15. 16. Ecological Economics <ul><li>Used in government planning </li></ul><ul><li>New York City gets much of its water from the Catskills Mountains </li></ul><ul><li>Economic analysis revealed that protecting the mountain ecosystem, which purifies the water naturally, costs less than building a water purification plant </li></ul>
    16. 17. Extinction <ul><li>Extinction is a process that occurs slowly at a background extinction rate under natural conditions </li></ul><ul><li>The fossil record suggests that five previous mass extinctions led to the eradication of many life forms within short time periods </li></ul><ul><li>Possible causes of mass extinctions include </li></ul><ul><ul><li>Meteor impacts </li></ul></ul><ul><ul><li>Rapid climate changes </li></ul></ul>
    17. 18. Extinction <ul><li>Most biologists believe that human activities are now causing a sixth mass extinction </li></ul><ul><li>The current extinction rate is 100 to 1000 times the background rate predicted in the absence of people </li></ul>
    18. 19. Extinction <ul><li>Many species may have become extinct before being discovered, as suggested by two newly described species </li></ul><ul><ul><li>The Australian snubnose dolphin and the Aftrican kipunji monkey </li></ul></ul><ul><ul><li>Only about 1000 of each remain </li></ul></ul><ul><ul><li>Both are threatened by human activity and might have become extinct before discovery </li></ul></ul>
    19. 21. Threatened Species <ul><li>Increasing numbers of species are threatened with extinction </li></ul><ul><li>Depending on the likelihood of extinction in the near future, threatened species are described as critically endangered , endangered , or vulnerable </li></ul><ul><li>As of 2004 there are 15,589 threatened species </li></ul><ul><ul><li>12% of all birds </li></ul></ul><ul><ul><li>23% of all mammals </li></ul></ul><ul><ul><li>32% of all amphibians </li></ul></ul><ul><ul><li>42% of all turtles and tortoises </li></ul></ul>
    20. 22. Mammals
    21. 23. Threats to Biodiversity <ul><li>Two processes are fueling the decline in Earth’s biodiversity </li></ul><ul><ul><li>Increasing use of resources to support human lifestyles </li></ul></ul><ul><ul><li>Human activities that destroy habitats and pollute the environment </li></ul></ul><ul><li>Comparison of humanity’s footprint with Earth’s biocapacity in 2002 </li></ul><ul><ul><li>Footprint: 5.4 acres (24 in U.S.) </li></ul></ul><ul><ul><li>Biocapacity: 4.5 </li></ul></ul>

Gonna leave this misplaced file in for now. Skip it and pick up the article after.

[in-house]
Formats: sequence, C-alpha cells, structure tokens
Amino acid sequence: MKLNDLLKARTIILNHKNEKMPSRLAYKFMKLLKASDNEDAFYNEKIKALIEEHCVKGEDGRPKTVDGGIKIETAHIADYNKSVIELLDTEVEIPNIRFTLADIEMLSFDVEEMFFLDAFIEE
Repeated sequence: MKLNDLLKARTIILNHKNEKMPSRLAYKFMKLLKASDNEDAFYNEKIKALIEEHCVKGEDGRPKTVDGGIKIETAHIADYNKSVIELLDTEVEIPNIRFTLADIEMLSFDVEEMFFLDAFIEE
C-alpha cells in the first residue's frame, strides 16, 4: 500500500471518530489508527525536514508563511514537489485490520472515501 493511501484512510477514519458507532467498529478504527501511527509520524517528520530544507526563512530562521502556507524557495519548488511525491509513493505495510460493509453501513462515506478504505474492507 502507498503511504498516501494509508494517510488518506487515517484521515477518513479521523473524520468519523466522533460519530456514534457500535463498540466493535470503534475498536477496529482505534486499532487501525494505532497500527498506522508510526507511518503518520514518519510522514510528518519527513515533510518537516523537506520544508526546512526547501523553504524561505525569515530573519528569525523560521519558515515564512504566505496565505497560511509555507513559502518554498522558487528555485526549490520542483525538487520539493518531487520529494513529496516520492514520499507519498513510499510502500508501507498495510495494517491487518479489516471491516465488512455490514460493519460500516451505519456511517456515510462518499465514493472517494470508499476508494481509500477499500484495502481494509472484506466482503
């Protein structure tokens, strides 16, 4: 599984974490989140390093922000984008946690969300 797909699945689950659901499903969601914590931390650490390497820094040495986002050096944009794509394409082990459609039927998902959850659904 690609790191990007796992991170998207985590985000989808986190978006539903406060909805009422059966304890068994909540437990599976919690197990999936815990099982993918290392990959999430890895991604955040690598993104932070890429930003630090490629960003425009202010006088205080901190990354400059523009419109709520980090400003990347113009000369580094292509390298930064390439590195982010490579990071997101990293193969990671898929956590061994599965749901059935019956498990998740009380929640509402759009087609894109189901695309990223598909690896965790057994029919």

22. 24. Earth’s “Ecological Capital” <ul><li>Human depletion of the Earth’s ecological capital can be illustrated by estimating </li></ul><ul><ul><li>Ecological footprint: surface area required to produce our resources and absorb our wastes </li></ul></ul><ul><ul><li>Biocapacity: actual and available sustainable resources and waste-absorbing capacity of Earth </li></ul></ul>
    23. 25. Earth’s “Ecological Capital” <ul><li>Humans have exceeded the Earth’s biocapacity by 20% </li></ul><ul><li>“ Ecological deficit” degrades ecosystems, drawing on “ecological capital” </li></ul><ul><li>Deficit will grow as living standards of less-developed nations increase </li></ul>
    24. 27. Human Threats to Biodiversity <ul><li>Humans threaten biodiversity in a number of ways </li></ul><ul><ul><li>Habitat destruction </li></ul></ul><ul><ul><li>Overexploitation </li></ul></ul><ul><ul><li>Harmful interaction with invasive species </li></ul></ul><ul><ul><li>Pollution </li></ul></ul><ul><ul><li>Global warming </li></ul></ul>
    25. 28. Habitat Destruction <ul><li>Farming activities over past 11,000 years have led to loss of ½ of total forest cover </li></ul><ul><li>½ of tropical rain forests cut down over past 50 years for </li></ul><ul><ul><li>Wood </li></ul></ul><ul><ul><li>Conversion to agriculture </li></ul></ul>
    26. 30. Habitat Destruction <ul><li>Other activities that lead to habitat destruction </li></ul><ul><ul><li>Damming rivers </li></ul></ul><ul><ul><li>Draining wetlands </li></ul></ul><ul><ul><li>Building roads and housing </li></ul></ul><ul><ul><li>Industry </li></ul></ul><ul><li>Some species need thousands of acres to find food and breed </li></ul><ul><li>Habitat fragmentation threatens wildlife by splitting up natural ecosystems </li></ul>